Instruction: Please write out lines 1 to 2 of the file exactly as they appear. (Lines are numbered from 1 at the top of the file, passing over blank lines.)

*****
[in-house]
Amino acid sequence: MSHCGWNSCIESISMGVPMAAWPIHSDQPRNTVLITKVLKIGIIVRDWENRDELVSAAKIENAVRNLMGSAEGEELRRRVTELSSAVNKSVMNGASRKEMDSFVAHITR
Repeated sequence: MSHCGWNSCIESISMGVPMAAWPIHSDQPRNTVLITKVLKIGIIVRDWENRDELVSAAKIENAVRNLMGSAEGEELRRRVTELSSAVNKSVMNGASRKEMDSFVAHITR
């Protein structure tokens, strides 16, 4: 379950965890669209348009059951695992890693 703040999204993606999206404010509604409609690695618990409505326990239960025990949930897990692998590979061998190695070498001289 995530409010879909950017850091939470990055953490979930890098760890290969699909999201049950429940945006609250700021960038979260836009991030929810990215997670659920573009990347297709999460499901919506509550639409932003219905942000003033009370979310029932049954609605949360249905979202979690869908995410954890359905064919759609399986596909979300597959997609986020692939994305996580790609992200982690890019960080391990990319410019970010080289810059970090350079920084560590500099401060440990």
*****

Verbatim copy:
[in-house]
Amino acid sequence: MSHCGWNSCIESISMGVPMAAWPIHSDQPRNTVLITKVLKIGIIVRDWENRDELVSAAKIENAVRNLMGSAEGEELRRRVTELSSAVNKSVMNGASRKEMDSFVAHITR